Skip the boring old pumpkin pie—this unique twist on a traditional Greek dessert is the show-stopping Thanksgiving dessert you’ve been looking for!
With crispy, ruffled layers of phyllo dough on top and a custardy, bread pudding-like interior infused with pumpkin and spices, this ruffled milk pie is a textural experience unlike anything you’ve ever had before.
The most unusual twist on pumpkin pie yet?
This pumpkin-spiced ruffle milk pie gives me all the feels. I mean, talk about a stunning dessert with surprisingly little effort (I’ll take phyllo dough over pie crust any day).
Ruffled milk pie has Greek origins, known also as galatopita (literally ‘pie made with milk‘), made from layers of flaky phyllo dough and a sweet milk and egg custard. This version adds pumpkin and spices for a festive twist that will no doubt make an impression on your Thanksgiving table.
It’s really hard to compare galatopita to anything else in the American dessert repertoire. For those of us who’ve never had the original Greek version before, I would describe it as something like a phyllo bread pudding, with a crispy top and a soft and creamy, yet slightly chewy center.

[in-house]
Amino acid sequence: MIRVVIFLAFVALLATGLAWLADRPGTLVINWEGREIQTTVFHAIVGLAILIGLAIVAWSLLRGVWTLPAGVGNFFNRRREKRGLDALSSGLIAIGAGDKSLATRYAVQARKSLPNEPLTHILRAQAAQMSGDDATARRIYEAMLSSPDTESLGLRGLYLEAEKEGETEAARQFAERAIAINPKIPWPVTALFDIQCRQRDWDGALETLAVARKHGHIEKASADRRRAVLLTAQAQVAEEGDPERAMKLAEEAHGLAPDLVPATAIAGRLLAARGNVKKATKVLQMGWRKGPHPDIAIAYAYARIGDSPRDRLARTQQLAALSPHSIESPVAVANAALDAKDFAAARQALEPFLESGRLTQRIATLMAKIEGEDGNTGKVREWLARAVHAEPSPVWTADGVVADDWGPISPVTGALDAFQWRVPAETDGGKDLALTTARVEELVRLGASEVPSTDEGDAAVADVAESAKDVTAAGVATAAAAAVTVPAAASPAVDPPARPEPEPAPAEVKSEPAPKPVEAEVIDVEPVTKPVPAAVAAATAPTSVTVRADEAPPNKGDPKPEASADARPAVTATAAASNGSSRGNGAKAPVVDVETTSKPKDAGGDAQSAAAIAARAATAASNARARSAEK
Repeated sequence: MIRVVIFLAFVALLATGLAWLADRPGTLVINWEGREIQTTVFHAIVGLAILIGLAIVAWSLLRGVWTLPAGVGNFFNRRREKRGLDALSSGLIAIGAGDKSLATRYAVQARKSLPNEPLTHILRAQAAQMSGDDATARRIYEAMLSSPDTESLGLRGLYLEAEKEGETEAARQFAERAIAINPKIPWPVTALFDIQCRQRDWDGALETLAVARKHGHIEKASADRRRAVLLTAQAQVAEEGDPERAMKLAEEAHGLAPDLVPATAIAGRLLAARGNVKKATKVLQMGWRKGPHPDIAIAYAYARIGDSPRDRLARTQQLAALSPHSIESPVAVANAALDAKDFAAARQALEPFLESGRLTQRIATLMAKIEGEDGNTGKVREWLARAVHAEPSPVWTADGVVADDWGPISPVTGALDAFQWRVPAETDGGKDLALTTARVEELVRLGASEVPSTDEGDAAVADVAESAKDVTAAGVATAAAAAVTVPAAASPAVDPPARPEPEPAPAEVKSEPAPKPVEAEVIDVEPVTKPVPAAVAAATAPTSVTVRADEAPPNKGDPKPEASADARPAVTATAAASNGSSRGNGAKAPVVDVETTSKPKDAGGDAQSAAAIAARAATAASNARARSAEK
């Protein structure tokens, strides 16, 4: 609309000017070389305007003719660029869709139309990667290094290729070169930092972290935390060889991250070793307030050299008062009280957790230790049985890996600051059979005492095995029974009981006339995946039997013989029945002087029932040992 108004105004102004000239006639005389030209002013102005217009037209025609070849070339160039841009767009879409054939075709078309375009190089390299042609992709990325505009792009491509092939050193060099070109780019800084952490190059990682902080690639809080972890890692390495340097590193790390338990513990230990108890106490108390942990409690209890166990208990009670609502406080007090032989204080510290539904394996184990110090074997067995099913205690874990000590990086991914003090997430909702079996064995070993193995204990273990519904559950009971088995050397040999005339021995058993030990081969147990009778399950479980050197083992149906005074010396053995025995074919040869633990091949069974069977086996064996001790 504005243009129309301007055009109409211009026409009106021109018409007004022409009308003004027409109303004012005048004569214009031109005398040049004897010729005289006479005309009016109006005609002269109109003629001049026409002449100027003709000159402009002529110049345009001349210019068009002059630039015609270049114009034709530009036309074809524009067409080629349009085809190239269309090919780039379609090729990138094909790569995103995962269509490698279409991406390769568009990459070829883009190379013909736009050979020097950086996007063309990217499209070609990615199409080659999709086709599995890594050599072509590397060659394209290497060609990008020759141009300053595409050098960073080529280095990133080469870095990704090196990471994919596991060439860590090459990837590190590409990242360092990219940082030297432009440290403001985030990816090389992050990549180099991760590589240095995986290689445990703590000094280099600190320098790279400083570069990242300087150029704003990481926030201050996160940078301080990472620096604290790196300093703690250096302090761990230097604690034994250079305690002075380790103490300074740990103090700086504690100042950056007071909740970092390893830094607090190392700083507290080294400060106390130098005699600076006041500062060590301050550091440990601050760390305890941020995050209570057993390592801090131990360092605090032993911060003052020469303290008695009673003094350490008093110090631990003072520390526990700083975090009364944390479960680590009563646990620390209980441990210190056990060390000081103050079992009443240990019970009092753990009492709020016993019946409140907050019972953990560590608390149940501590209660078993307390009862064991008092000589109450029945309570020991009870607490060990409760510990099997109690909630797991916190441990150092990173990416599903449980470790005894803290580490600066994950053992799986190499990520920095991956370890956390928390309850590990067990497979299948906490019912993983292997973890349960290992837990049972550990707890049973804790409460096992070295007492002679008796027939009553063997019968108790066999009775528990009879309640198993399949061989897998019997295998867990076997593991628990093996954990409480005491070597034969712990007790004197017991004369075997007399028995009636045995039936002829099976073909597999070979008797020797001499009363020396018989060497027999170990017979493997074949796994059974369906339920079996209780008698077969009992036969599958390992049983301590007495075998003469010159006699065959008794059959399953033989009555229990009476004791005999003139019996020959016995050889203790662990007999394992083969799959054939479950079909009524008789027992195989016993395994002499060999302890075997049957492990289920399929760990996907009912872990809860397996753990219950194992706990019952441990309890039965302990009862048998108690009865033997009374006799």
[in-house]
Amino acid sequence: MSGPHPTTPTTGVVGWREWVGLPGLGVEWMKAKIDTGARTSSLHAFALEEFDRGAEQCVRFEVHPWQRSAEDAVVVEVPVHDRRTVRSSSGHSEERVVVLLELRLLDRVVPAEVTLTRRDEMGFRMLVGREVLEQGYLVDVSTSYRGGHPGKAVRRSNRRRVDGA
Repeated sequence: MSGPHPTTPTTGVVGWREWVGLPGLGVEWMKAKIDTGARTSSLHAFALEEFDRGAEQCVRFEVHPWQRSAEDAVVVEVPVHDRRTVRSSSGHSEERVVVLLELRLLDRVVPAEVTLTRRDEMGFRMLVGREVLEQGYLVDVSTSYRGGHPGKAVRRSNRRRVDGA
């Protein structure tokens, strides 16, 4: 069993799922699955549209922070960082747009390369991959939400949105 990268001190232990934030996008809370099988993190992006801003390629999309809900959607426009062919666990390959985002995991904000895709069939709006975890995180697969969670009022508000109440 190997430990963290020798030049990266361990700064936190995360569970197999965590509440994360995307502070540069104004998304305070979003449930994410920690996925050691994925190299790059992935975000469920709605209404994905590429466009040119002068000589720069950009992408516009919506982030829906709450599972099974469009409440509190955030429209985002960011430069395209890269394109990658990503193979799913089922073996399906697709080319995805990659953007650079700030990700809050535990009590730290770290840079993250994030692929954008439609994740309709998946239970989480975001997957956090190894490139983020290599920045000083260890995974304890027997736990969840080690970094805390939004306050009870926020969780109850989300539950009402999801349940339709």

The texture reminded me a lot of the dish called štruklji that we enjoyed in Croatia and Slovenia this past spring (in Slovenia it was a sweet version, steamed phyllo filled with an orange-scented chocolate sauce, while in Croatia it was savory, baked with fresh farmers cheese). But the texture of the steamed phyllo is very similar to what you end up with here when the phyllo bakes within the milk custard.
I infused the milk custard with pumpkin puree and pumpkin spices (enough to be brightly flavored, but not so much spice that the delicate flavor of the milk custard and buttery phyllo get overpowered). With a brush of honey butter and a dusting of powdered sugar on top, it’s the perfect amount of sweetness to balance out the more savory nature of the phyllo itself.
The top of the ruffled phyllo dough turns golden brown and gorgeously crispy in the oven, while the base softens within the silky sweet, lightly spiced pumpkin custard.
I will say this: some people might not like this pie, mainly because the texture of it is so unexpected and unusual. Soft baked phyllo dough is interesting, to say the least, and not what you expect when you see that beautiful crispy topping.
The two phyllo-based dishes most Americans are familiar with are baklava and spanakopita, and this pie isn’t anything like either of them.
So keep an open mind… and maybe make a second dessert to serve alongside this one (might I suggest this Pecan Fudge Pie? It’s a sure crowd-pleaser.)